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LDS donation to help fund Dixie media program

Published: Sunday, June 29 2008 11:56 p.m. MDT

ST. GEORGE — The decision by former KSL news anchor Dick Nourse to make Dixie State College his academic home is attracting financial support from an old friend.

The Church of Jesus Christ of Latter-day Saints Foundation has donated $75,000 to help pay for the estimated costs for the start-up, operation, renovation and scholarship fund for a new Dick Nourse Center for Media Innovation.

"We are thrilled to receive this generous donation," said Christina Schultz, Dixie vice president of advancement. Presenting the check to Dixie was Greg James, vice president and general manager of KSL-TV and Salt Lake Digital Media.

"The philanthropy of the (LDS Church) foundation and the commitment of Bonneville International Corp./KSL will make it possible for Dixie State College to become a significant center for communication education in our region."

Nourse, who retired from KSL in November, said he was honored to play a role in developing the new media communications program on campus named after him.

"I'm excited to be part of the campus," Nourse said when he first announced his collaboration with the college.

Nourse also will head the creation of a national advisory board that will include media professionals from around the country. The board is expected to advise college officials and help develop a strategy for the new Dixie communication program.

The new media center is expected to provide hands-on training in all facets of the industry including print, electronic media, television and radio broadcasting and digital film production.

Dixie officials said the center would be housed in the remodeled Jennings building on campus. The new comprehensive communication degree features three emphases: human communication, mass communication and digital film. The mass communication tracks will include print, communication technology, public relations and electronic media.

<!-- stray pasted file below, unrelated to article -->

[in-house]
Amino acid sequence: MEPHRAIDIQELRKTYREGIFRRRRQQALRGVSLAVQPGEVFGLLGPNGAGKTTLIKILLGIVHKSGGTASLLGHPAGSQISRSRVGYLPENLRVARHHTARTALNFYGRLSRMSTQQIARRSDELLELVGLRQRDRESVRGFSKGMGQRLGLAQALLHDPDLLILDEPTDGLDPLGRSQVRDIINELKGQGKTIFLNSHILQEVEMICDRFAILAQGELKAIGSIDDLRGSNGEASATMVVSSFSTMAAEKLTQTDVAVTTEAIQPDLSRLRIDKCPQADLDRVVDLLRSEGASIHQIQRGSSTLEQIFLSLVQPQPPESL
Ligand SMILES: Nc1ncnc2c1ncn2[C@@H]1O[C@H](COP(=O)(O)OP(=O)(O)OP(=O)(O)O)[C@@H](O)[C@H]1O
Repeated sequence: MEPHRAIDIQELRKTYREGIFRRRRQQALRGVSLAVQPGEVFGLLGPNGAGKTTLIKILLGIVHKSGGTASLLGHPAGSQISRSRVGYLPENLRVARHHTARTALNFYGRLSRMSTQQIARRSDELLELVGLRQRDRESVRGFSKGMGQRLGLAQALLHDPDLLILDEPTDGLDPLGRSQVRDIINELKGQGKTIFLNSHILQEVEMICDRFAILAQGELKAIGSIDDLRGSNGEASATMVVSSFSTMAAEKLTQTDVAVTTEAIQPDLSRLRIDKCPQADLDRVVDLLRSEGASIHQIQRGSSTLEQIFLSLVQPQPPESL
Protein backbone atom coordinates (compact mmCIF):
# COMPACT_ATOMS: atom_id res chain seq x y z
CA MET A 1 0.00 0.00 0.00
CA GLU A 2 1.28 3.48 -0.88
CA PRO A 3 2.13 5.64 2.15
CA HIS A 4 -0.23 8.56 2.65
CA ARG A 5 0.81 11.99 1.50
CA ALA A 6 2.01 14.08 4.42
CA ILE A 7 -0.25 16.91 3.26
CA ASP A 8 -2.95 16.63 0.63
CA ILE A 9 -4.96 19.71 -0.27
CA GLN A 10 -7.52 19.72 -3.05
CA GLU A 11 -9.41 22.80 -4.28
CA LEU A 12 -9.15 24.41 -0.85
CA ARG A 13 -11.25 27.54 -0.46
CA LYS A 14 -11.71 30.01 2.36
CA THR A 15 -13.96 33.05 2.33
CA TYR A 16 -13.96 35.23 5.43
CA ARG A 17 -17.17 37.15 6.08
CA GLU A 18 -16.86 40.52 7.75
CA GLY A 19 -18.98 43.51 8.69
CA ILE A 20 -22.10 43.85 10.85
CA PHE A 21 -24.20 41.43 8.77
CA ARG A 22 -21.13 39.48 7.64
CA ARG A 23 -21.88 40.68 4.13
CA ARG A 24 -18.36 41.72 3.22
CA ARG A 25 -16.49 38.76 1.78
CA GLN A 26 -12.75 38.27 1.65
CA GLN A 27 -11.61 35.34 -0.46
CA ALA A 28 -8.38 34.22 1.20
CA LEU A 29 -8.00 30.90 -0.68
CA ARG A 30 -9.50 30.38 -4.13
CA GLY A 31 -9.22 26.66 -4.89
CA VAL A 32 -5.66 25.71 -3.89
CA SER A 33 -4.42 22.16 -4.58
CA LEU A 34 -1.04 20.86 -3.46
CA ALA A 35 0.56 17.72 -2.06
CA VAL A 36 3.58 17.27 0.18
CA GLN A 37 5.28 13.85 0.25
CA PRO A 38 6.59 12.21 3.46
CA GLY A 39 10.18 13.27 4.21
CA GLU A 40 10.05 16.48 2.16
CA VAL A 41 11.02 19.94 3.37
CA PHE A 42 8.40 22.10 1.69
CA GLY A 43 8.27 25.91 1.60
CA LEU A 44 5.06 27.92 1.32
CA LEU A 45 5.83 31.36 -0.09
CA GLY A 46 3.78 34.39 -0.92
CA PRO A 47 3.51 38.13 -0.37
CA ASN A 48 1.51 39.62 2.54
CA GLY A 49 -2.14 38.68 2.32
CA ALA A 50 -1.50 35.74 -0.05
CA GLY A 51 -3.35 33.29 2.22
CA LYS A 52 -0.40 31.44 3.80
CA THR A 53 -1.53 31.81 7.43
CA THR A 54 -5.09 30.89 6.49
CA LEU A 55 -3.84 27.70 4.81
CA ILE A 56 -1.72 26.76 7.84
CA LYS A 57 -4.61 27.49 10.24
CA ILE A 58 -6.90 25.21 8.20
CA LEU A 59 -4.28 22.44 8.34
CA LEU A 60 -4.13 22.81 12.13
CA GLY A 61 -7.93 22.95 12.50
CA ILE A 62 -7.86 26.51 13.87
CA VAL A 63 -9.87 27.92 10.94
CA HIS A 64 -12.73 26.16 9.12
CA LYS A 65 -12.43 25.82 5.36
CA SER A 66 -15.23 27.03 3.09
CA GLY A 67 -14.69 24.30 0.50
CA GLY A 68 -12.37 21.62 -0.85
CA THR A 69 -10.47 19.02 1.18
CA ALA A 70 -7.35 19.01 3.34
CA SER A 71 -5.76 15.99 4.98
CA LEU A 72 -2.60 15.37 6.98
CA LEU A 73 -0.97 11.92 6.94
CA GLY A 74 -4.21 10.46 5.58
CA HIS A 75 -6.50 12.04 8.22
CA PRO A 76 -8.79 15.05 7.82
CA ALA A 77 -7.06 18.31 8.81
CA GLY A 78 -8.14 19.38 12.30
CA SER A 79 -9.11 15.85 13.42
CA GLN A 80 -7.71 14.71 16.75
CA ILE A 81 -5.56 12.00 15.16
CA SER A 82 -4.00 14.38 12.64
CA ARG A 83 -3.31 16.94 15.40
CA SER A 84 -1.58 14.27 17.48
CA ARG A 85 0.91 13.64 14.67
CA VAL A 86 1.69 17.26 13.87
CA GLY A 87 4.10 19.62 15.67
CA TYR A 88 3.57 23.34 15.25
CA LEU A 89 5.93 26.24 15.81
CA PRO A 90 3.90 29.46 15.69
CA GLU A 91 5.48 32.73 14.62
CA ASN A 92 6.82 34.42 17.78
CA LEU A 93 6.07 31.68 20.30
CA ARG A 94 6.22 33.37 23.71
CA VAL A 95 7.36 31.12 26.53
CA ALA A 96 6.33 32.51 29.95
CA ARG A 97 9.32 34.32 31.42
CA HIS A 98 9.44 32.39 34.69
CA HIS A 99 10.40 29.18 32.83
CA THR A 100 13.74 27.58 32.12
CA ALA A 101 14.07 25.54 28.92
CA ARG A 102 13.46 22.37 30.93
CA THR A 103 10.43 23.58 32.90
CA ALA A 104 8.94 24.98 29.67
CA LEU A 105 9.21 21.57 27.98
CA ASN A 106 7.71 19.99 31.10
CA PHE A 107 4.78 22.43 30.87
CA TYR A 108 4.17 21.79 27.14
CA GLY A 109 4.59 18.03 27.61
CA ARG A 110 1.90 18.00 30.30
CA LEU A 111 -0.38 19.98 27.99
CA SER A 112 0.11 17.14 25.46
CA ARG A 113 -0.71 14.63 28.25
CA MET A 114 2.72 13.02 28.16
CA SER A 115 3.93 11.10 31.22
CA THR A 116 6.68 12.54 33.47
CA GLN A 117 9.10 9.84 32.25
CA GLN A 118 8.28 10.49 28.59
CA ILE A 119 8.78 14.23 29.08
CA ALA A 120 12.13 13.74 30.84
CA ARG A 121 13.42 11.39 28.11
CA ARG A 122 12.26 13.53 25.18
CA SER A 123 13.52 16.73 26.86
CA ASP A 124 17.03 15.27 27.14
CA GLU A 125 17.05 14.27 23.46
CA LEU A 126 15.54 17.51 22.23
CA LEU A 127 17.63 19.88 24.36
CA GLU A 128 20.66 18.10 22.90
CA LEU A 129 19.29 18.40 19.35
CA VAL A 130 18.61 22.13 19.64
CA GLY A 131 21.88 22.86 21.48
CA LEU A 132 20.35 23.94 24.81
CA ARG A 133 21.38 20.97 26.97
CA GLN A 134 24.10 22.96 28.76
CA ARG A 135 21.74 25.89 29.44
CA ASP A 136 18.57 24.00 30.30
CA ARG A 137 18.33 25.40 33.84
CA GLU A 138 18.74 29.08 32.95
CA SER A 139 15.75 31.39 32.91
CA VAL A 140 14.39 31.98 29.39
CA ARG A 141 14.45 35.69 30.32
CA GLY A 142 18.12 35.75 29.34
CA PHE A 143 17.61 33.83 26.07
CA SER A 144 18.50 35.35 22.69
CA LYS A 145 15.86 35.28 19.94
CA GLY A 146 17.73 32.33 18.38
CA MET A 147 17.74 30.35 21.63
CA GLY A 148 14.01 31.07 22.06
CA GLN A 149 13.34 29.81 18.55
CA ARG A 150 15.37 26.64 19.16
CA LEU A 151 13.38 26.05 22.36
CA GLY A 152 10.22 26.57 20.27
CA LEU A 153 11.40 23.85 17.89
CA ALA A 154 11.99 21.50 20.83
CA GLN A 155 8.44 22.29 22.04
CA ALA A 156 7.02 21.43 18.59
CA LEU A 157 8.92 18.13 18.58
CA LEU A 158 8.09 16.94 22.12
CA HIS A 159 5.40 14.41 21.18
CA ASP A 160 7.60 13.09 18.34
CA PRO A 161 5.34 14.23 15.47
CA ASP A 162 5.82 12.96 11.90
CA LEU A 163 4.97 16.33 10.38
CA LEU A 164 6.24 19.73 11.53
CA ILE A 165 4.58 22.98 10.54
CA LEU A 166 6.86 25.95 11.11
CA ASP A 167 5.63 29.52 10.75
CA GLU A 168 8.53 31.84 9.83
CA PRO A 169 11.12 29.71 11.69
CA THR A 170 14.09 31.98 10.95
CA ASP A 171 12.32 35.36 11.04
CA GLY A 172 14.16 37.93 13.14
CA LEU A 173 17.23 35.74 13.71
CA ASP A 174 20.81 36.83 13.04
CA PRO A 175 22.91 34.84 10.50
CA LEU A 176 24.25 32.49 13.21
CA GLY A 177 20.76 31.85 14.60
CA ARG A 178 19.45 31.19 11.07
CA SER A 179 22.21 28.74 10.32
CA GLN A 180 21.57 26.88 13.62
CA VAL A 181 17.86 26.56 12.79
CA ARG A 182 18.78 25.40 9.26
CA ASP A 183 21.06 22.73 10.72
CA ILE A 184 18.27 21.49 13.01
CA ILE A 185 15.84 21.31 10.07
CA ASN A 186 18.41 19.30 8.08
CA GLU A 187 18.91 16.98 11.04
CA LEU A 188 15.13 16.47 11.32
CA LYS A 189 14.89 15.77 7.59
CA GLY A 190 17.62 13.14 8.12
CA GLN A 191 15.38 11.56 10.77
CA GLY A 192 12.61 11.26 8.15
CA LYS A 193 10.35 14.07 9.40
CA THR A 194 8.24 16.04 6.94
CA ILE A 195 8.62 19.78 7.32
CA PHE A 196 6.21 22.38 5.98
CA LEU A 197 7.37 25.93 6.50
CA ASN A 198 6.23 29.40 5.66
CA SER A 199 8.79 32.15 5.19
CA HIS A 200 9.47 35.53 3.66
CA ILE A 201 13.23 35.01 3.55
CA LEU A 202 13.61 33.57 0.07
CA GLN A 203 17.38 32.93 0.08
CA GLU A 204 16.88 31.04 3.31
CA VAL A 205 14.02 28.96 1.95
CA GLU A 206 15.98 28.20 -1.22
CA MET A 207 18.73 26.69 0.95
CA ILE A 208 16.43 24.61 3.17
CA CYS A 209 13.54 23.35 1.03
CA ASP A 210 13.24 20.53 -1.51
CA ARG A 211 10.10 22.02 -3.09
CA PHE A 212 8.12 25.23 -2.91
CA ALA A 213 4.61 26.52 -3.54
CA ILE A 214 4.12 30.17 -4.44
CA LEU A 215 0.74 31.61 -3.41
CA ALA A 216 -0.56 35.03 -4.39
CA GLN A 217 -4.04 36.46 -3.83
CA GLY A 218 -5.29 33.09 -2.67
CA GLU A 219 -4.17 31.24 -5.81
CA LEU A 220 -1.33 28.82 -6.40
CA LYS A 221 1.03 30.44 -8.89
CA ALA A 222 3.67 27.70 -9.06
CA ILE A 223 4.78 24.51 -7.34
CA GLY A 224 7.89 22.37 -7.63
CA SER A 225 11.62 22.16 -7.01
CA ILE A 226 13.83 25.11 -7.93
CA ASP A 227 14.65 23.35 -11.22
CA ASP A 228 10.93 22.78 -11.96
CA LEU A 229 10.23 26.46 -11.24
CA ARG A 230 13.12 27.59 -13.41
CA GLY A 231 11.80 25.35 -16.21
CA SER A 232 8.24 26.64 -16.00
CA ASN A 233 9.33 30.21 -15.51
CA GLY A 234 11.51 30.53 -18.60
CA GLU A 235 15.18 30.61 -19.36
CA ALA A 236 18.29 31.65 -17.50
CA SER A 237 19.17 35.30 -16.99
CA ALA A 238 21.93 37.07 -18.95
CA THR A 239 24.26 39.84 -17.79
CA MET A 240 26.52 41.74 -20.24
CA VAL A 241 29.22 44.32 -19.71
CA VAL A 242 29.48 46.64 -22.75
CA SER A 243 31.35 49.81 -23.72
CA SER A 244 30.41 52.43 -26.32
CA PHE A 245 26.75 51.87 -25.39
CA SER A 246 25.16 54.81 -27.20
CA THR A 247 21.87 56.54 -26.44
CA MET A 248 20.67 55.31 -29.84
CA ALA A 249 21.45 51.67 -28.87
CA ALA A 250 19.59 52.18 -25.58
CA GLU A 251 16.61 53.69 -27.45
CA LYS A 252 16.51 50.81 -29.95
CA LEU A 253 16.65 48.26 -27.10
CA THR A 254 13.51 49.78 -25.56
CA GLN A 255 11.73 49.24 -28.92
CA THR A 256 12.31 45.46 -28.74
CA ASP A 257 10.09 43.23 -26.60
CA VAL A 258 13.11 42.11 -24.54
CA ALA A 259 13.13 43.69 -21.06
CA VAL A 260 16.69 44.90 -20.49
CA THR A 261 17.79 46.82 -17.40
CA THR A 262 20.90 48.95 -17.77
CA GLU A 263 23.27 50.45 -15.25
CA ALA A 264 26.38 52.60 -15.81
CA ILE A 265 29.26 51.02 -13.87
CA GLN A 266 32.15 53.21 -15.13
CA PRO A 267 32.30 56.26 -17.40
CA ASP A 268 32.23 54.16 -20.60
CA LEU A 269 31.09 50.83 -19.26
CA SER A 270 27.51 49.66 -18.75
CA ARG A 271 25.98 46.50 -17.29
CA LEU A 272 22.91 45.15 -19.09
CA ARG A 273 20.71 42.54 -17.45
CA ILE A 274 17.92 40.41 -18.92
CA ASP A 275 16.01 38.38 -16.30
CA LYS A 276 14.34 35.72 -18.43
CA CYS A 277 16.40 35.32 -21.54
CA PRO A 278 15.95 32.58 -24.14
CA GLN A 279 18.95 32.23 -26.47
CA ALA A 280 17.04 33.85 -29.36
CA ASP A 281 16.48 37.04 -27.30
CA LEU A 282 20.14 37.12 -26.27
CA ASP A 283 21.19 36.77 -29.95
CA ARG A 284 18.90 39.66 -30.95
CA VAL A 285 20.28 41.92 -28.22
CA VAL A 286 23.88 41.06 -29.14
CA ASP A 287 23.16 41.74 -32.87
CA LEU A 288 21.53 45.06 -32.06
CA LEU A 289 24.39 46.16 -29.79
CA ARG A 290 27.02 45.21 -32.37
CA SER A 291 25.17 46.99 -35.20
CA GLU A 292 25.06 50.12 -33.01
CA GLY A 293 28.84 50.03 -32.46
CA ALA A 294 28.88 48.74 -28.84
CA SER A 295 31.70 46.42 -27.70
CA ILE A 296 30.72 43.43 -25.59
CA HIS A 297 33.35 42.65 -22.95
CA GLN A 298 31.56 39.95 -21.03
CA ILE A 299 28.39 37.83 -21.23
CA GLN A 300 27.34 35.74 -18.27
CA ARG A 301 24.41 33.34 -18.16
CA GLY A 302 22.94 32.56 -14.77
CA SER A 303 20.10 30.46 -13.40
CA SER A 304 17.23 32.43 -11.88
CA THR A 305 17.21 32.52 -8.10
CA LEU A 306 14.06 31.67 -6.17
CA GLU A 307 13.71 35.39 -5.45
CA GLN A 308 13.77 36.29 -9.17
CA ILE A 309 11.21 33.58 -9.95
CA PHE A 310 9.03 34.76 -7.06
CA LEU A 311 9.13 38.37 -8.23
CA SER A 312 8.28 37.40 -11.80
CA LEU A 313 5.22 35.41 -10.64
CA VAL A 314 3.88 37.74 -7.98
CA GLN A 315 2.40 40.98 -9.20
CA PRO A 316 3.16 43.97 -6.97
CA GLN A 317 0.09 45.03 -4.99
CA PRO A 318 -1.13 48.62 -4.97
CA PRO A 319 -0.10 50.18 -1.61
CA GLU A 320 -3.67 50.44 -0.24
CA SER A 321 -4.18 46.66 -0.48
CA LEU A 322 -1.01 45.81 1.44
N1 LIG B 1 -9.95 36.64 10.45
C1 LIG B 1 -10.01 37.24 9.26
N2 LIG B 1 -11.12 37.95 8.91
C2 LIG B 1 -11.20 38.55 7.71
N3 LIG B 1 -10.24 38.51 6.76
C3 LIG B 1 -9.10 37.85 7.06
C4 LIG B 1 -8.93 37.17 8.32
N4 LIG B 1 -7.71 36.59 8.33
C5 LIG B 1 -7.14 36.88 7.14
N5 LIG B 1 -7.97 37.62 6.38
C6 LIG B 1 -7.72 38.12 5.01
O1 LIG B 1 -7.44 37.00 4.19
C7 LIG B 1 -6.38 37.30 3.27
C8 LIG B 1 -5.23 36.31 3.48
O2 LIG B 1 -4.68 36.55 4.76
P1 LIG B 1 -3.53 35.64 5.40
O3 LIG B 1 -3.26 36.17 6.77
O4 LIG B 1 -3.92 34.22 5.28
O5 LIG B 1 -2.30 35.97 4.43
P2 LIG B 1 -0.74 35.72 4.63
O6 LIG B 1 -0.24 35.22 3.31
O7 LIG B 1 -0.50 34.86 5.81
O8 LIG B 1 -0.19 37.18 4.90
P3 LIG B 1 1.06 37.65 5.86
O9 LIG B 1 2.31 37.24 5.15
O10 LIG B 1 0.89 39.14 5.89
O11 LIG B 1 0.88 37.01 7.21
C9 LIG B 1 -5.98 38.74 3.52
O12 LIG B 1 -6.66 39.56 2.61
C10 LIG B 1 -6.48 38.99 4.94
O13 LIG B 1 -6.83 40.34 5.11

Dixie officials also announced a people-to-people initiative with potential students from the remote central Asian nation of Tajikistan, located north of Afghanistan.

"Having an opportunity to include students from different countries and cultures to our campus will add to the diversity and different worldviews our students can experience," said York Butler, Dixie financial aid director.

Butler recently traveled to Tajikistan to present that nation's minister of education with two-year Dixie scholarships for tuition and housing to be used by two of that country's students.

"I thought it would be a great idea to first offer a couple of scholarships and that in turn, those students coming to Dixie State would talk to their friends and families to encourage others to follow," Butler said, adding the southern Utah college is only the second American school to offer scholarships to Tajikistan citizens.

The first institution was the University of Montana, he said, which now enrolls more than a dozen Tajikistan students.


E-mail: nperkins@desnews.com

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